Influential committee of MPs calls for abolition of the BBC as we know it
The Culture Select Committee recommends seismic changes in its "Future of the BBC" report, saying the licence fee has no long-term future, the BBC Trust should be abolished and the Corporation's cash dispersed to its competitors
An influential committee of MPs has called for the abolition of the BBC as we know it with a series of seismic recommendations including the dispersal of licence fee income and the abolition of the BBC Trust.
In addition the culture, media and sport select committee’s report, The Future of the BBC, says that it sees no long-term future for the licence fee.
In recommendations which will send shock waves across the Corporation, the report says that the BBC as we know it must be done away with.
After hearing weeks of evidence from major broadcasters and experts, the report concluded that instead of being charged the licence fee, all households could in future be charged a general broadcasting levy while “a degree of subscription for BBC services could be a possibility in the future.” This would mean that viewers would pay only for the BBC services they want.
The MPs added that criminal penalties and enforcement for non-payment of the licence fee was “anachronistic and out of proportion with responses to non-payment for other services”.
The report also recommended so-called top slicing in which a proportion of BBC income is made available to the BBC’s commercial competitors and demanded that the BBC should shrink in the long term.
The MPs said that the Corporation has tried for too long to provide “something for everyone”, adding: “It should reduce provision in areas where others are better placed to deliver excellence and better value for money, and make bigger, braver decisions on its strategy.”
The report also called for the abolition of the BBC's regulator, the BBC Trust, with the establishment of a new independent Public Service Broadcasting Commission with power to withhold money from the BBC and redistribute it elsewhere. The Trust is currently deciding the future of BBC3.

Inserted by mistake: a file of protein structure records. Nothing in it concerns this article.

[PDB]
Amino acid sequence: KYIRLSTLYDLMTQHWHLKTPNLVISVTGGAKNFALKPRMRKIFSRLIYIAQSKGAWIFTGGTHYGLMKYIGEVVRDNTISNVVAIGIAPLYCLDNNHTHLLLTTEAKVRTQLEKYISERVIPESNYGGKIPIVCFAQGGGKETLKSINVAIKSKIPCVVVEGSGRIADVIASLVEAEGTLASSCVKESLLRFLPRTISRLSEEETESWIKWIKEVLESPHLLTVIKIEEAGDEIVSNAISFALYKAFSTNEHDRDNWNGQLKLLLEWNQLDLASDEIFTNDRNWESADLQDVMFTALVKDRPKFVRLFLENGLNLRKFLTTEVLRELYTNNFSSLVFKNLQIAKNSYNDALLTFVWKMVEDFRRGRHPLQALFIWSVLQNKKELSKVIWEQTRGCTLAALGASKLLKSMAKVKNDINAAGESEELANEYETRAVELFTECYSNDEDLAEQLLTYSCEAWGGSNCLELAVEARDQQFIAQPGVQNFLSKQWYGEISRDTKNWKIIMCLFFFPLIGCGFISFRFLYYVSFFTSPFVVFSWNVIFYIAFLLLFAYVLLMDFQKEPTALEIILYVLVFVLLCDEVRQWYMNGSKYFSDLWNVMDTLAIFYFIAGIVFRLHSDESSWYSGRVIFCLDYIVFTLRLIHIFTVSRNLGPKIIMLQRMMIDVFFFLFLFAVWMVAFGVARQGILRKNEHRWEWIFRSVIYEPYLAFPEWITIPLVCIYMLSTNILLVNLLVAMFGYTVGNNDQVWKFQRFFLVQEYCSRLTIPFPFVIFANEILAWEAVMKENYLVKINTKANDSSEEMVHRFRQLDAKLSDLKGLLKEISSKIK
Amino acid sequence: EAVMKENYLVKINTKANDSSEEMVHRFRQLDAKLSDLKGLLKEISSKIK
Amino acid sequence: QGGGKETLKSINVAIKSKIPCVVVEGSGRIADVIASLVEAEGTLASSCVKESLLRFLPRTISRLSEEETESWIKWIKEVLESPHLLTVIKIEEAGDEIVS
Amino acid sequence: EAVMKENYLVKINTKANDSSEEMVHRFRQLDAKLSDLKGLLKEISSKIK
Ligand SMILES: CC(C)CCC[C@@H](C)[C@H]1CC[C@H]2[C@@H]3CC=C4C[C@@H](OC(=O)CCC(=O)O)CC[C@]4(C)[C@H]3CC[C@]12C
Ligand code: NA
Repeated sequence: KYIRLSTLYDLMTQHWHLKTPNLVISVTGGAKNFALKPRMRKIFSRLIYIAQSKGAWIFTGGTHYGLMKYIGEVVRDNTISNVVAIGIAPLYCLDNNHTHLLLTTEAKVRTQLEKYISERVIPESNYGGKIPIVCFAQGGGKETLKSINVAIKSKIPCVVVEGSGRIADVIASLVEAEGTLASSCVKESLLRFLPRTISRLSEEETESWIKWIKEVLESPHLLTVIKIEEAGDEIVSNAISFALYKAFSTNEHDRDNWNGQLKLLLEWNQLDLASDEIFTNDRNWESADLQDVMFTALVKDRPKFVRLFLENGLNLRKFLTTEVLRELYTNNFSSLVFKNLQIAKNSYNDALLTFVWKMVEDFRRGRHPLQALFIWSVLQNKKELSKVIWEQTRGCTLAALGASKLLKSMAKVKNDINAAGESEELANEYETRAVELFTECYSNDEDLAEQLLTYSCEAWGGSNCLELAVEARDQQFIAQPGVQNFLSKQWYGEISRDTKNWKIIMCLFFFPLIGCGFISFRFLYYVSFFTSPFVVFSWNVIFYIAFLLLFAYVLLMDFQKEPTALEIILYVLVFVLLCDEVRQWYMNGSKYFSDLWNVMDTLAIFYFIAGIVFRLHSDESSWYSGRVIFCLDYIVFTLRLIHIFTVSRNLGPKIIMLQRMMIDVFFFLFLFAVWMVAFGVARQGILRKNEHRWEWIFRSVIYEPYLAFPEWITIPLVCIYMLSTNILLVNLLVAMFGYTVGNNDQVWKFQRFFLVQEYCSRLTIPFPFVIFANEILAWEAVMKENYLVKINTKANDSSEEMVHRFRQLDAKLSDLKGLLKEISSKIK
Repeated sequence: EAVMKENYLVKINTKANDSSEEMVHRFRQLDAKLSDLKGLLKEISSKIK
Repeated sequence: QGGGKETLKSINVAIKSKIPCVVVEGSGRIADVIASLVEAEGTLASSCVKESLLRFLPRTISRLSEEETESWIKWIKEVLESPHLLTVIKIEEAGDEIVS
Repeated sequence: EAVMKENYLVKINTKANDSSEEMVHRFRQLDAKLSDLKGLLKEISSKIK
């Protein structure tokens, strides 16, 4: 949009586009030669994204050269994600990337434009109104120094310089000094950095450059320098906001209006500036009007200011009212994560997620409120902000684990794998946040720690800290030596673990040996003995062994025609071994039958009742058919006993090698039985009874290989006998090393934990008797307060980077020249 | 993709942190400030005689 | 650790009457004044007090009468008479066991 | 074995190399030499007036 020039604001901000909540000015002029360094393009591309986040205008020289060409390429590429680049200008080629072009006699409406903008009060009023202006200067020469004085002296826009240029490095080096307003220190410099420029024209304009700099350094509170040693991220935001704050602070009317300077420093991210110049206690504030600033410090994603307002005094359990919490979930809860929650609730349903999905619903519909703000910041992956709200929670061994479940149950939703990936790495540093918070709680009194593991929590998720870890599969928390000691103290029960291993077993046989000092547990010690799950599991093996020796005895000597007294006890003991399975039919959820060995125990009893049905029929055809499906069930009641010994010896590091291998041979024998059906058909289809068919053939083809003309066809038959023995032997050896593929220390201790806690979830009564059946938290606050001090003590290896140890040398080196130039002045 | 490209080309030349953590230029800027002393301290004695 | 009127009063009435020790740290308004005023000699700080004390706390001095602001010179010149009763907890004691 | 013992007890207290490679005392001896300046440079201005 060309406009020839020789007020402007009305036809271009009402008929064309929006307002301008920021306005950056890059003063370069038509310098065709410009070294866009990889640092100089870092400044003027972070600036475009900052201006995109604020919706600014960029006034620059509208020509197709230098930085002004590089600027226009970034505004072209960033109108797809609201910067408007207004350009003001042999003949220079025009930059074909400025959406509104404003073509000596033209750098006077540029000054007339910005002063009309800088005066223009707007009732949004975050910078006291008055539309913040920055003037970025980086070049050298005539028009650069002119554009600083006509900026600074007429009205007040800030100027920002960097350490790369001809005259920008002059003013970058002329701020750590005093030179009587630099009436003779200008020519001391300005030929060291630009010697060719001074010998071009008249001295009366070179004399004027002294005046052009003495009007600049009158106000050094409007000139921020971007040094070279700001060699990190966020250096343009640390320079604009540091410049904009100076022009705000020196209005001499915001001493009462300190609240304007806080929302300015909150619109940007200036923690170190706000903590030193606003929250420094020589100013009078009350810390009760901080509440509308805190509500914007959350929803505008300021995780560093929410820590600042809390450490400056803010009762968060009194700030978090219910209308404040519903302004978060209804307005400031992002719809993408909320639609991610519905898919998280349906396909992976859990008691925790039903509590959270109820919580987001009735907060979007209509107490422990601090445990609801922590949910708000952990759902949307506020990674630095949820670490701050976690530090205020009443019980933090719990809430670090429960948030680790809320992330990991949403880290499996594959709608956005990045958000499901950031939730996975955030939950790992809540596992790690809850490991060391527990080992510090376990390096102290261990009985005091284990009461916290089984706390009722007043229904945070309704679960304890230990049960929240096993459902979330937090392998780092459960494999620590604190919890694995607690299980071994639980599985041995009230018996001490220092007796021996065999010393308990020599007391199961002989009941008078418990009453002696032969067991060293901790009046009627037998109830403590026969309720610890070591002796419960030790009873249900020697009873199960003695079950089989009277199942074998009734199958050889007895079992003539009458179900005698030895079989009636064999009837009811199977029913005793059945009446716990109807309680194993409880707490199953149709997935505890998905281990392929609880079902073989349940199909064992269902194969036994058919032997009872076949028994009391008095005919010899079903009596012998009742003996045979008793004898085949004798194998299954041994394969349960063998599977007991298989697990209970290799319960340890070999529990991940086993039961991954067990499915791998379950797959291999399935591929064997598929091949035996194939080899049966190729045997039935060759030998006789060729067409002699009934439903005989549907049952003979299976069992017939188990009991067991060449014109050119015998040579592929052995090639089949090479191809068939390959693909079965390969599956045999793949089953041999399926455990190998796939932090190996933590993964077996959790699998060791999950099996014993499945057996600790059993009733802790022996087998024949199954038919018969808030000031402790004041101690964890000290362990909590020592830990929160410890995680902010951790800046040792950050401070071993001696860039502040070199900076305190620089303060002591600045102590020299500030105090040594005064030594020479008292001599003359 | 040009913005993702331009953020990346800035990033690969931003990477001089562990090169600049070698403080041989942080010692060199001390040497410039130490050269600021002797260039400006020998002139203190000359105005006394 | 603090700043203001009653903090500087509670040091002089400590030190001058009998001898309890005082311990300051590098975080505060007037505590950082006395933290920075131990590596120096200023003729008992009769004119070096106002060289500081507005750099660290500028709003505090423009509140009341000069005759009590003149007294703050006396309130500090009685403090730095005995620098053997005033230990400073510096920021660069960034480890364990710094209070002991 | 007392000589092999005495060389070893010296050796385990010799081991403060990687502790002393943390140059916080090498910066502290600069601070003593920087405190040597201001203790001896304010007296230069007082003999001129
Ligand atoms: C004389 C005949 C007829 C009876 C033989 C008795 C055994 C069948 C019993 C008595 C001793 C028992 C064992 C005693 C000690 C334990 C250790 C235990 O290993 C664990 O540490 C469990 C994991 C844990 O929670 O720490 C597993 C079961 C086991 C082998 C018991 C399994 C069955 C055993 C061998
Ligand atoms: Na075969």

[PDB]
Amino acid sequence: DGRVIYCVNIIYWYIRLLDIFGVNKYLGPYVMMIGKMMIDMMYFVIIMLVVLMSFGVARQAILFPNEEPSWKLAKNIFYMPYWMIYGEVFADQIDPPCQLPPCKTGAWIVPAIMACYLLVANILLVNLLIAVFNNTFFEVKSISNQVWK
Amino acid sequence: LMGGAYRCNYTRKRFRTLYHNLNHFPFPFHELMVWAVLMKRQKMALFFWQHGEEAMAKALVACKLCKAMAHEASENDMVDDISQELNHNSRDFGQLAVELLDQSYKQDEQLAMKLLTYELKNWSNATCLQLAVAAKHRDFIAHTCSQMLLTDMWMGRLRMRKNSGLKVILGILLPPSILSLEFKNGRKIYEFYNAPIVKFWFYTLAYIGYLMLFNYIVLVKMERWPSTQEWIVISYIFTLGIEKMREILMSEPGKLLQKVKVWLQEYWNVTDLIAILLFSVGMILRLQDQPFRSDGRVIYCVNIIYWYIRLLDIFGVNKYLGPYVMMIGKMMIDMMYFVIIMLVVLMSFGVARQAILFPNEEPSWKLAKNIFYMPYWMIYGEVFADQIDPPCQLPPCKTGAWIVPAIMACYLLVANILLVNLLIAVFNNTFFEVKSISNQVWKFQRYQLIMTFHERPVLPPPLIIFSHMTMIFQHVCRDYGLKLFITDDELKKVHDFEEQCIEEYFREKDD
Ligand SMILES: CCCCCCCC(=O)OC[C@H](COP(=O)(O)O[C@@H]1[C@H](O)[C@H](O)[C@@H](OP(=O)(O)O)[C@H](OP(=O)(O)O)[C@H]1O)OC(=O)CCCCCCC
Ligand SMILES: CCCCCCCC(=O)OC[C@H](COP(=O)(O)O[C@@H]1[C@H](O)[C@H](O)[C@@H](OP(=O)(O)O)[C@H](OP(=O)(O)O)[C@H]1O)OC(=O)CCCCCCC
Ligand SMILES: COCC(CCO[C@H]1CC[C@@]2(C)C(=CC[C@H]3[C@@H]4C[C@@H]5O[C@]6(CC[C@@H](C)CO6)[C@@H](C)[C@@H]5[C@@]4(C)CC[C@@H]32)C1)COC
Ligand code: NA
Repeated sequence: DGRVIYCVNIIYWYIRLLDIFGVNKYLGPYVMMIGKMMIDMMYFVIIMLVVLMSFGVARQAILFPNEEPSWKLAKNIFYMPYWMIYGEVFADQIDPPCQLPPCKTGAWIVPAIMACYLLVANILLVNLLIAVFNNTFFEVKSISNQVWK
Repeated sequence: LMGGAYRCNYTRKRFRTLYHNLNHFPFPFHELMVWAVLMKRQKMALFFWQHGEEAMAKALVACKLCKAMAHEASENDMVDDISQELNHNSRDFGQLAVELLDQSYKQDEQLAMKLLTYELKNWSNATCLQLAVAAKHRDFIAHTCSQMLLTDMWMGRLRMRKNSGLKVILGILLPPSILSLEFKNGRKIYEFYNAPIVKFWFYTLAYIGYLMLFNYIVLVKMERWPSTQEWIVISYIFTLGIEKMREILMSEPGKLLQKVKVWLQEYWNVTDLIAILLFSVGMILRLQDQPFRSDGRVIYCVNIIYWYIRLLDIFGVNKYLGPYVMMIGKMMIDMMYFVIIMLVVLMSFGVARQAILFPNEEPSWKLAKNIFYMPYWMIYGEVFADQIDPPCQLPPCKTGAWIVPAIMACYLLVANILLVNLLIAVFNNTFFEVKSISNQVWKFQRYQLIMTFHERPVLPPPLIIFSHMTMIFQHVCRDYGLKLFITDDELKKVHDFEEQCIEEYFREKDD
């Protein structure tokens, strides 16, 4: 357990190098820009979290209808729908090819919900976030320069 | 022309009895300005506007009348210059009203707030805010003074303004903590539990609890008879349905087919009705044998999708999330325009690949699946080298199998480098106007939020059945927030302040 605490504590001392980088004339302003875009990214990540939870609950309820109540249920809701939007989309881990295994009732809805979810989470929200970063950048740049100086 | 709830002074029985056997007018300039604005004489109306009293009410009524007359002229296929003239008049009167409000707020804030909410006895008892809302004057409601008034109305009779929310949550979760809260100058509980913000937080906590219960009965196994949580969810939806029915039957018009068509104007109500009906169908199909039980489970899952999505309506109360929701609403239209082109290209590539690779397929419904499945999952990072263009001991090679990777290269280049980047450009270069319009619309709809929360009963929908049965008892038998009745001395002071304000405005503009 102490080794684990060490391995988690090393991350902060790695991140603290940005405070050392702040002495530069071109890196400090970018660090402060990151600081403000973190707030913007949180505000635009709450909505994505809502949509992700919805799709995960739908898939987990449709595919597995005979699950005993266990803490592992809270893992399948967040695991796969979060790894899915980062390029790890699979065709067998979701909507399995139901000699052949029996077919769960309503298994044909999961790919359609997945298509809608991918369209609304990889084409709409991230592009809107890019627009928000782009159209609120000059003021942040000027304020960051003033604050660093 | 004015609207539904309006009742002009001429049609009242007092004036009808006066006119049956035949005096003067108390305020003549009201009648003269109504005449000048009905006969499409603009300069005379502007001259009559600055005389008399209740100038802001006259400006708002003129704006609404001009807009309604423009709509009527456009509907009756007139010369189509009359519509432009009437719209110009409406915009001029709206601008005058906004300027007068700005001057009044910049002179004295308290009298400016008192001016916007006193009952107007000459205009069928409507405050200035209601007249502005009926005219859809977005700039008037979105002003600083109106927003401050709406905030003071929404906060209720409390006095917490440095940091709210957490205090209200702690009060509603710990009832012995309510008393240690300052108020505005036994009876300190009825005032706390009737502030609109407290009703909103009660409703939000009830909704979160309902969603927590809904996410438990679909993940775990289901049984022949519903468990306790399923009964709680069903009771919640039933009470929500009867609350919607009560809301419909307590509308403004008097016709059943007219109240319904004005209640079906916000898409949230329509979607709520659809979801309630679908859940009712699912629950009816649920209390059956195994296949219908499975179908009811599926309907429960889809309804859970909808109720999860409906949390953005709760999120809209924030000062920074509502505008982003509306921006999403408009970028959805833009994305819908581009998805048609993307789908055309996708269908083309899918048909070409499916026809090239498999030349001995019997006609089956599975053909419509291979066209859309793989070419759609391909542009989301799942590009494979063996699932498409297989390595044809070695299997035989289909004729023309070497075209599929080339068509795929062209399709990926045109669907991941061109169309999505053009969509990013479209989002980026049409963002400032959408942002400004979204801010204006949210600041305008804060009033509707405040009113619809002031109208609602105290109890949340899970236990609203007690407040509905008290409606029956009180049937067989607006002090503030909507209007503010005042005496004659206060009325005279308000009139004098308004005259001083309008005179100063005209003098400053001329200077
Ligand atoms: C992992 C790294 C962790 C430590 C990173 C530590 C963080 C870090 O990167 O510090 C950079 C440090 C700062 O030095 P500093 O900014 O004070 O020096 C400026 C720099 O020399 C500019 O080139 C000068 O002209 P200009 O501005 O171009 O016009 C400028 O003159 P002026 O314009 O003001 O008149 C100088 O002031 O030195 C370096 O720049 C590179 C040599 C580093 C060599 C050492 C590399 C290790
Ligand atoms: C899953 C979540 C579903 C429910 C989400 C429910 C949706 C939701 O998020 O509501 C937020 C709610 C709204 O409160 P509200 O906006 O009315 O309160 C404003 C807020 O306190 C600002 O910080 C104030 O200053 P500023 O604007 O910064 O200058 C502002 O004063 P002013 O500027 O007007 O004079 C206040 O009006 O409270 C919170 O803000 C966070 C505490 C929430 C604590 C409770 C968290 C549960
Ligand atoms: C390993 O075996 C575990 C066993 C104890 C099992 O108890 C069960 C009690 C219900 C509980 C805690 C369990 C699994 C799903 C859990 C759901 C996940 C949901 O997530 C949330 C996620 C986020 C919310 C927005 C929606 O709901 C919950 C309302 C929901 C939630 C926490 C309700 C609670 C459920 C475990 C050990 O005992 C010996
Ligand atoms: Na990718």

The government has three months to respond to the report's recommendations with a DCMS spokesman promising that the report will feed into the BBC’s current negotiations for a new Royal Charter which expires at the end of 2016.
Chair of the committee John Whittingdale MP (pictured) said of the report: “Over the last few years the BBC has suffered from a succession of disasters of its own making, yet it remains a widely admired and trusted institution, and fulfils many important functions both at home and abroad.
“However, when an organisation is in receipt of nearly £4 billion of public money, very big questions have to be asked about how that money is provided and spent, and how that organisation is governed and made accountable. In the short term, there appears to be no realistic alternative to the licence fee, but that model is becoming harder and harder to justify and sustain.
“The BBC Trust has failed to meet expectations and should be abolished. It remains far too close to the BBC and blurs accountability of the BBC rather than it being a sharp and effective overseer of the BBC’s performance as a public service institution.”
The report was slammed by media expert Professor Steve Barnett who gave evidence to the committee.
He said it was a “deeply disappointing and fundamentally flawed report whose core recommendations, if implemented, would do profound damage to the long-term sustainability of the BBC”.
Barnett added: “The ultimate aim of this report appears to be a smaller, poorer, less publicly attuned BBC which will simply be filling in the spaces left by commercial competitors, rather than a thriving and dynamic institution which serves its audiences and operates in the public interest. It seems to be aimed more at appeasing the BBC’s competitors than promoting the interests of consumers and citizens.”
A spokesperson for the BBC Trust said: “This report highlights a number of issues and challenges that the Trust recognises and that we are seeking to address, and we agree that there must be robust internal governance and independent regulatory oversight of the BBC.
“Charter Review will be when this and other issues are debated thoroughly, but we welcome this thoughtful and considered early contribution. In the meantime the Trust will continue to argue for a BBC that delivers accurate, independent and high quality content that provides something for everyone, underpinned by a universal funding model.”